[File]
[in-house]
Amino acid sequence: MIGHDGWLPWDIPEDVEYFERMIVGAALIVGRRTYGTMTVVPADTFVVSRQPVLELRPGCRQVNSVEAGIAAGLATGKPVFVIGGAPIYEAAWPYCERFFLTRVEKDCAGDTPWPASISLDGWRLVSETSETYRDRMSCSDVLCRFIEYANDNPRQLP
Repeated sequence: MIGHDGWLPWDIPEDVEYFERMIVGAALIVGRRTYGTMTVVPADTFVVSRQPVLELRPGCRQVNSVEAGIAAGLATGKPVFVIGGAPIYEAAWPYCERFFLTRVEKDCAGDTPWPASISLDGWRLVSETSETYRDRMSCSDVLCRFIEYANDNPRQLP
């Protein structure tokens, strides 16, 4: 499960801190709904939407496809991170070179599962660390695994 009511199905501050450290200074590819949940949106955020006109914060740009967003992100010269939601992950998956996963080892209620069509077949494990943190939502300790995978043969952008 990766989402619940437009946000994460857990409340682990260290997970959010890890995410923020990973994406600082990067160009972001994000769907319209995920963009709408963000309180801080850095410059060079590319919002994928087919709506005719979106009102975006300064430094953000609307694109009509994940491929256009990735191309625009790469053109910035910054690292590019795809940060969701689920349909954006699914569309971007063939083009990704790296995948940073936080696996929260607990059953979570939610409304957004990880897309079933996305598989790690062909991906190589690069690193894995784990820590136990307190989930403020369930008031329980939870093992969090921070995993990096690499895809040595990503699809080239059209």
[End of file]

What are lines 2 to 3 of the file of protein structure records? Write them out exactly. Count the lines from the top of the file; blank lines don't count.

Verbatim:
Amino acid sequence: MIGHDGWLPWDIPEDVEYFERMIVGAALIVGRRTYGTMTVVPADTFVVSRQPVLELRPGCRQVNSVEAGIAAGLATGKPVFVIGGAPIYEAAWPYCERFFLTRVEKDCAGDTPWPASISLDGWRLVSETSETYRDRMSCSDVLCRFIEYANDNPRQLP
Repeated sequence: MIGHDGWLPWDIPEDVEYFERMIVGAALIVGRRTYGTMTVVPADTFVVSRQPVLELRPGCRQVNSVEAGIAAGLATGKPVFVIGGAPIYEAAWPYCERFFLTRVEKDCAGDTPWPASISLDGWRLVSETSETYRDRMSCSDVLCRFIEYANDNPRQLP